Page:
Chely Wright: Wish Me Away (2011/First Run DVD)/Kiss Me (2012/Wolfe DVD)
Picture: C Sound: C+/C Extras: C/C- Main Programs: B-/C
some new titles dealing with lesbian life today…
Birleffi and Beverly Kopf co-directed Chely
Wright: Wish Me Away (2011), a new biographical documentary on one of
Country Music’s best female vocalists in decades. Not just recycling the sounds of bad 1970s
Pop/Rock/Country (and adding electronic music to boot), she was sexy, beautiful,
glamorous and… lesbian! However, she
kept that last part to herself for years and while she was having hits, this
nearly destroyed her.
minutes look at her life, coming out and finding happiness (despite a backlash
from the ever-increasingly Right Wing, phony, shallow Country Music industry)
in the face of fame and loneliness. It
is one of the more interesting stories in all of recent music you have not
heard and ironically, a woman who is one of the few artists to advance that
music genre is scorned. They need all
the help they can get and I guess bravery, honestly and individuality are just
not in Country Music like they used to be.
include text bios, a photo gallery and featurette Chely At Home With Her Wife.
Theresa Keining’s Kiss Me (2012) is
a drama from Sweden
about an architect (Ruth Vega Fernandez) who has a nice, solid, smooth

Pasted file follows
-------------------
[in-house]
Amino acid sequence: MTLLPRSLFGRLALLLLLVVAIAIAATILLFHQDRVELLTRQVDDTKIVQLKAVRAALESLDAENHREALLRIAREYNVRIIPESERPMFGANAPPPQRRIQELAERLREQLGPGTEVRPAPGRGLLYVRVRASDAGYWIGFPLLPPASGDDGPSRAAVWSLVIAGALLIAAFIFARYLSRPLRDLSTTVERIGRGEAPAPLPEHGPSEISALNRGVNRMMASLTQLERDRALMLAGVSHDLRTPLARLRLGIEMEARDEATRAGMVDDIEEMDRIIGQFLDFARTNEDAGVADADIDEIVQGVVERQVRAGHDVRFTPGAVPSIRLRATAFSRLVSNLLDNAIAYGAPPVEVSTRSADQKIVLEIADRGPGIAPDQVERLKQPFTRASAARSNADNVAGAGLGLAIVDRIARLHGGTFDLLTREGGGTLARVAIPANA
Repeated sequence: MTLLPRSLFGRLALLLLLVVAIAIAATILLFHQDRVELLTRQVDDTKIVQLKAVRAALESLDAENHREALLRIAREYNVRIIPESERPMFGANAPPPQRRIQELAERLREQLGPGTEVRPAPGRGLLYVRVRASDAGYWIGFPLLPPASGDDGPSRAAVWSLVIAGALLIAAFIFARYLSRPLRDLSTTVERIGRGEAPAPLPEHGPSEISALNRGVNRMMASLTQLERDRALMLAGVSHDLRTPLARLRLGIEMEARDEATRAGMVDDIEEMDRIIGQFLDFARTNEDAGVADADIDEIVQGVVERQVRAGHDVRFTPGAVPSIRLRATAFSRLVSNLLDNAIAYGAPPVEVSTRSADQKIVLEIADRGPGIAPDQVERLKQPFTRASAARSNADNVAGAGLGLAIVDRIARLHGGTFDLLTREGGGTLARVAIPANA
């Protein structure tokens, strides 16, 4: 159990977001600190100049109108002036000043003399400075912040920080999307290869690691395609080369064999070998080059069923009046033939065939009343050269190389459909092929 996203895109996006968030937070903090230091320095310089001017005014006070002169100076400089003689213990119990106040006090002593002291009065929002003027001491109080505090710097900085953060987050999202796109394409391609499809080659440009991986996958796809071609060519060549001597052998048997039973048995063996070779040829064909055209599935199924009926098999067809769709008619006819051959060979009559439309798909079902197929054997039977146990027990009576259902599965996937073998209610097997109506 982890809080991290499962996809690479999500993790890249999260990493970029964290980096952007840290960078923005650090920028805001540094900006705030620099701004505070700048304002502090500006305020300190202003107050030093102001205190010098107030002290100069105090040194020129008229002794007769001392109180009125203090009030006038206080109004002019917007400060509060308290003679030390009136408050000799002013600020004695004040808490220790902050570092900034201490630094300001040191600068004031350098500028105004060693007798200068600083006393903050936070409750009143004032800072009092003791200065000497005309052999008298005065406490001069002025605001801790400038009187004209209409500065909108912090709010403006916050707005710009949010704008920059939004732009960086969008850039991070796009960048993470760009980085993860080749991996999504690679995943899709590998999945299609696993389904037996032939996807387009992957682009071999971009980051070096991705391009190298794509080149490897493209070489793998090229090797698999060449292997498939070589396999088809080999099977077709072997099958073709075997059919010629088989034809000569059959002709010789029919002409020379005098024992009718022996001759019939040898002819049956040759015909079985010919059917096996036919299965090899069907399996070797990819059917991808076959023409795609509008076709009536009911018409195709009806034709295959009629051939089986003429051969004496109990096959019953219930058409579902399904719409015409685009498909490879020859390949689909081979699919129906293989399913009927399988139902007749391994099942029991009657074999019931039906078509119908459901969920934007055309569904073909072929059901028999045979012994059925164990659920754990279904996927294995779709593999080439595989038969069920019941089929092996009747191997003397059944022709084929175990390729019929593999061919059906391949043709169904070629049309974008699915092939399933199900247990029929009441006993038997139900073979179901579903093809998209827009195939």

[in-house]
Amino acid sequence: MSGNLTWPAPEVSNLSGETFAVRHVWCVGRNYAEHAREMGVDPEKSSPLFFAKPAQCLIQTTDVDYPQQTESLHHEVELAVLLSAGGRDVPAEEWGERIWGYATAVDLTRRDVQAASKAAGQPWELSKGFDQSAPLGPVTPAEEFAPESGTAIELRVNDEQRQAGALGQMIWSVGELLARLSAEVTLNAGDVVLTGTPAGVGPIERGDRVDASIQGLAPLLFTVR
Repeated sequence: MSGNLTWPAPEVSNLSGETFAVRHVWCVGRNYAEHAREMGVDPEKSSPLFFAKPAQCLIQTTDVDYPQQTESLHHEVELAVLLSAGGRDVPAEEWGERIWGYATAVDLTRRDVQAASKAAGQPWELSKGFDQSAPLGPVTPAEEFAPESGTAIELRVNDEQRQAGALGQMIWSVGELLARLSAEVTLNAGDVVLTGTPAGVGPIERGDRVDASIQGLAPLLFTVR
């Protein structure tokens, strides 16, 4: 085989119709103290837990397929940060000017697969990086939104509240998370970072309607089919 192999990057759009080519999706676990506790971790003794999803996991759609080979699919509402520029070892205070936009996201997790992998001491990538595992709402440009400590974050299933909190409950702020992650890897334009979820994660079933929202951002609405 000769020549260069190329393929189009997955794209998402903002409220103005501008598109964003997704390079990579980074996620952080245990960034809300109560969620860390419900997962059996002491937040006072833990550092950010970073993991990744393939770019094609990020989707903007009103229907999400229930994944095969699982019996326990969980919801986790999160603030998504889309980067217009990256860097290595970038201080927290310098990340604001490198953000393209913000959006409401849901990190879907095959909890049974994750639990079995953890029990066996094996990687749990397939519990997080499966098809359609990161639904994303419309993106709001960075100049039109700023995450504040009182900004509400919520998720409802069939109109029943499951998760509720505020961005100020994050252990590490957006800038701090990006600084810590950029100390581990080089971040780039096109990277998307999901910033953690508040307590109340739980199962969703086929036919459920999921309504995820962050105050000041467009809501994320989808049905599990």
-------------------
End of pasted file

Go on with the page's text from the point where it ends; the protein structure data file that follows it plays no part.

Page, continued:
professional life until she meets Frida (Liv Mjanes) who she falls in love
with, finds out she is a lesbian and they get totally involved with each other.
Unfortunately, Mia is engaged to her
boyfriend Tim and now she has to make some serious decisions quick. Is she really lesbian or just having a severe
infatuation? Does she also love
Tim? Could this complicate Mia’s Father
marrying Mia’s Mother?
see how melodramatic and complicated this gets and while the actors are good
and locales nice, the film becomes as mixed as it sounds with some clichés and
some passages of scenes that do not help explore the multiple interconnecting
situations or try to explore new ground despite covering ignored ground. I even believe the actors and this could have
become a disaster or spoof of itself easily.
However, it stops short of really working and is worth a look only if
you are really interested. A trailer and
Music Video are the only extras.
anamorphically enhanced 1.78 X 1 image on Chely
and 2.35 X 1 image on Kiss are about even as the former has location video
issues and its share of vintage low-def analog footage, but the latter has poor
Video Black, a lack of depth and detail issues.
I wonder if a Blu-ray would improve that. Both also come with lossy Dolby Digital 5.1 and
2.0 Stereo mixes, but the 5.1 in both cases sounds better. In Chely’s
case, it brings out the music best, while in Kiss’ case, it brings out the sound period as the sound is pretty
low to begin with so be careful of volume switching when viewing.
- Nicholas Sheffo